“The Bourne Legacy,” Universal Pictures’ reboot of the “Bourne” action-film series, led the U.S. and Canadian box office in its opening weekend with sales of $38.1 million.
“The Campaign,” an R-rated election-themed comedy from Time Warner Inc. (TWX)’s Warner Bros., took in $26.6 million to place second in its debut, Hollywood.com Box-Office said today in an e-mailed statement. The romantic comedy “Hope Springs,” from Sony Corp. (6758), opened in fourth with sales of $14.7 million.
The fourth movie in the Bourne saga begins a new storyline without the namesake character of the first three films or Matt Damon, the actor who played him. It marks an effort by Universal, part of Comcast Corp. (CMCSA), to extend a film series that previously collected $945.4 million in worldwide ticket sales. Studio officials acknowledge the difficulties in starting over.
“It’s a good start given all the changes the franchise has gone through,” Gitesh Pandya, editor of BoxOfficeGuru.com, said in an interview yesterday. “I wouldn’t say it’s spectacular, but it’s a solid opening.”
Domestic ticket-sales forecasts for “The Bourne Legacy” ranged from $33 million at Box Office Guru to $46 million, the prediction of Box Office Mojo, an industry researcher. The film was made for about $125 million, Box Office Mojo said.
The last Bourne movie, “The Bourne Ultimatum,” collected $69.3 million during its opening weekend in 2007, while the first picture, “The Bourne Identity” opened with sales of $27.1 million in 2002.
The results mean it may be possible for the movie studio to keep the series going, Pandya said.
“The Bourne Legacy” explores the government program that gave the previous three films’ lead character, Jason Bourne, and other agents their enhanced abilities. In the new installment, Oscar nominee Jeremy Renner stars as Aaron Cross, another super soldier who learns he was genetically altered.
Like Bourne, he fights back when the agency tries to have him killed. Renner is joined by Rachel Weisz and Edward Norton in new roles. David Strathairn, Joan Allen and Scott Glenn return from the previous films.
The idea for the new character and story came from writer/director Tony Gilroy, who co-wrote the previous Bourne films. Universal Pictures executives, deciding they couldn’t replace Damon as Jason Bourne, invited Gilroy to come up with a new approach, Peter Cramer, Universal’s co-president of production, said in an interview.
“The Campaign” features Will Ferrell as Cam Brady, a long-serving congressman who commits a major public gaffe before an election. Two wealthy businessmen seize on the opportunity and plot to put up a candidate, Marty Huggins, the director of the local tourism center, to gain influence in their North Carolina district.
Zach Galifianakis stars as Huggins. Jason Sudeikis and Dylan McDermott co-star.
“For an R-rated Will Ferrell comedy, this is about as big as it gets,” Pandya said of the opening.
“Hope Springs,” a romantic comedy, features Meryl Streep and Tommy Lee Jones in the lead roles. After 30 years of marriage, the middle-age couple takes a trip to the small Maine town of Great Hope Springs to attend an intense, week-long counseling session to reignite the spark in their relationship. Steve Carell stars as the marriage counselor.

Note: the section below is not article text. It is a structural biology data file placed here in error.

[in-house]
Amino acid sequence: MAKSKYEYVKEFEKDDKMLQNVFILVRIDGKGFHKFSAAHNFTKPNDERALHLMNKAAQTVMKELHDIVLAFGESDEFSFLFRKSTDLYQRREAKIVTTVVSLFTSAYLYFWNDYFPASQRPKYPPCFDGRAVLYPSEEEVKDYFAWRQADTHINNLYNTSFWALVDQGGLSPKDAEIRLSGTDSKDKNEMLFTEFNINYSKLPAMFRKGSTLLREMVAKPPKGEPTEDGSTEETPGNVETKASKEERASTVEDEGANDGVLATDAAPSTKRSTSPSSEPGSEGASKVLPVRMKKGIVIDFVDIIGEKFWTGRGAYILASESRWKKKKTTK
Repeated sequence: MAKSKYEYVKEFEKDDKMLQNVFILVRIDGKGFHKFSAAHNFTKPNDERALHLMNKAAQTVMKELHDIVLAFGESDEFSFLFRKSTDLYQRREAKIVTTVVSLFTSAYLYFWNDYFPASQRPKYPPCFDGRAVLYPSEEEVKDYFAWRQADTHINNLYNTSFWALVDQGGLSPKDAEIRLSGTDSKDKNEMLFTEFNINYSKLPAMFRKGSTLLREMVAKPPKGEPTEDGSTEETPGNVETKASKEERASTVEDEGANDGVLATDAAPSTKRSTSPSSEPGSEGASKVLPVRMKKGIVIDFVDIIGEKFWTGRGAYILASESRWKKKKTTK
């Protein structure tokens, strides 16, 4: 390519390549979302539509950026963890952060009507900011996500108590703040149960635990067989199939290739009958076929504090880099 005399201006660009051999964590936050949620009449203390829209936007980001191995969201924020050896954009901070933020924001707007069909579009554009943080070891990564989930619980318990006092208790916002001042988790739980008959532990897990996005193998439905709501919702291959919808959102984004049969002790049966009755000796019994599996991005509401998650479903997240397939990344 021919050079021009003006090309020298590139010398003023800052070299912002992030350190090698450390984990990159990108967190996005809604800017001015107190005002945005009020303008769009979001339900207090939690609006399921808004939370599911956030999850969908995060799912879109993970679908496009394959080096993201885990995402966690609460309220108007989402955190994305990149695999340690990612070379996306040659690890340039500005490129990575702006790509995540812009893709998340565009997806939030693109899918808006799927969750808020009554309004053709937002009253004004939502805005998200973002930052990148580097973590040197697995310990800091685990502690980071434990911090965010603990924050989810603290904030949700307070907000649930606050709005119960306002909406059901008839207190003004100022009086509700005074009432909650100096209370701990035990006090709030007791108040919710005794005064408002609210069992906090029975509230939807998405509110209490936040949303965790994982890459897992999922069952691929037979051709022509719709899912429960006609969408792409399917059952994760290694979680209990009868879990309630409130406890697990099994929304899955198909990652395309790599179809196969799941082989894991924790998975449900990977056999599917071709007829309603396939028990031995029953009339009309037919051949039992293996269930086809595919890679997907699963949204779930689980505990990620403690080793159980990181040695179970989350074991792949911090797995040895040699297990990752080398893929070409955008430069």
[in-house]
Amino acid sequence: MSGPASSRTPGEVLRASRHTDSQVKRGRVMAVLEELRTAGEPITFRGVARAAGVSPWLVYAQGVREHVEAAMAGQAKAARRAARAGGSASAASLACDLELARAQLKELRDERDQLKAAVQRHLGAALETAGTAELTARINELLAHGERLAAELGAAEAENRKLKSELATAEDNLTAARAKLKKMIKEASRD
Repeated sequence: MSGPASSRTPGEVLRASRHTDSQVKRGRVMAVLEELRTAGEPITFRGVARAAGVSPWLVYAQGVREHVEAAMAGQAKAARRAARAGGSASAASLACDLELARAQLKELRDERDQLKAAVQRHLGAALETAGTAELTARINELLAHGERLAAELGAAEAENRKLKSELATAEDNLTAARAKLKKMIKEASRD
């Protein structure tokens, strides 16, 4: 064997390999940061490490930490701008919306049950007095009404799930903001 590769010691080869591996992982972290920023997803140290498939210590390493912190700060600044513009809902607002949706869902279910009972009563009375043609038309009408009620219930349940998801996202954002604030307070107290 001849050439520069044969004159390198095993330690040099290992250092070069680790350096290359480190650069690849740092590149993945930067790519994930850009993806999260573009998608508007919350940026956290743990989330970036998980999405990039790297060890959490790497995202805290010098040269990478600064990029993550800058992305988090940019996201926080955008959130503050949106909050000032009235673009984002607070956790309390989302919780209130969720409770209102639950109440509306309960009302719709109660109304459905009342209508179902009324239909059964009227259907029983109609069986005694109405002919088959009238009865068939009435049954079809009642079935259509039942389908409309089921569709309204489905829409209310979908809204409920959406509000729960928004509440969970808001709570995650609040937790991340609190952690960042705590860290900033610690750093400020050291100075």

“This will probably hold up pretty well for the rest of the month,” Pandya said. “These kind of movies that skew older tend to have better legs at the box office.”
Adult women, a target for the film, generally don’t rush out like teenagers, Pandya said. They’re also an audience for the London Olympics, and with the games yesterday the group may have more time for movie-going, he said.
“The Dark Knight Rises,” the last film in the Warner Bros. Batman trilogy, came in third place in its fourth weekend, collecting $19 million in sales.
Set eight years after “The Dark Knight,” the second film in the series, an aging Bruce Wayne emerges from retirement to fight Bane, a powerful villain who isolates Gotham City and orchestrates class warfare between the haves and have-nots.
“Diary of a Wimpy Kid: Dog Days” collected $8 million in its second weekend to finish in sixth place. The film is the third picture in the series from News Corp. (NWSA)’s Twentieth Century Fox films. They are based on the best-selling illustrated novels by Jeff Kinney about a youth navigating middle school.
Weekend revenue for the top 12 films fell 6.9 percent to $133.1 million from a year earlier, Hollywood.com said. Domestic film sales this year have risen 3.5 percent to $7.01 billion, with attendance up 2.3 percent.
The amounts below are based on actual ticket sales from Aug. 10 to Aug. 12.
Rev. Avg./ Pct. Total Movie (mln) Theaters Theater Chg. (mln) Wks ================================================================ 1 BOURNE LEGACY $38.1 3,745 $10,185 -- $38.1 1 2 THE CAMPAIGN 26.6 3,205 8,296 -- 26.6 1 3 DARK KNIGHT 19.0 3,690 5,143 -47 389.6 4 4 HOPE SPRINGS 14.7 2,361 6,205 -- 19.1 1 5 TOTAL RECALL 8.0 3,601 2,225 -69 44.1 2 6 WIMPY KID: DOG DAYS 8.0 3,401 2,353 -45 30.4 2 7 ICE AGE 6.4 3,103 2,056 -26 143.7 5 8 TED 3.2 2,208 1,460 -43 209.8 7 9 STEP UP: REVOLUTION 2.9 1,898 1,550 -50 30.3 3 10 THE WATCH 2.2 2,463 902 -66 31.4 3 11 AMAZING SPIDER MAN 2.1 1,585 1,338 -52 255.5 6 12 BRAVE 1.8 1,259 1,432 -40 227.2 8 Top 12 Films Grosses This Week Year Ago Pct. (mln) (mln) Chg. =================================== $133.1 $143.0 -6.9 Year-to-date Revenue 2012 2011 YTD YTD Pct. (mln) (mln) Chg. =================================== $7,014 $6,779 +3.5 Year-to-date Attendance: +2.3%
To contact the editor responsible for this story: Rob Golum at firstname.lastname@example.org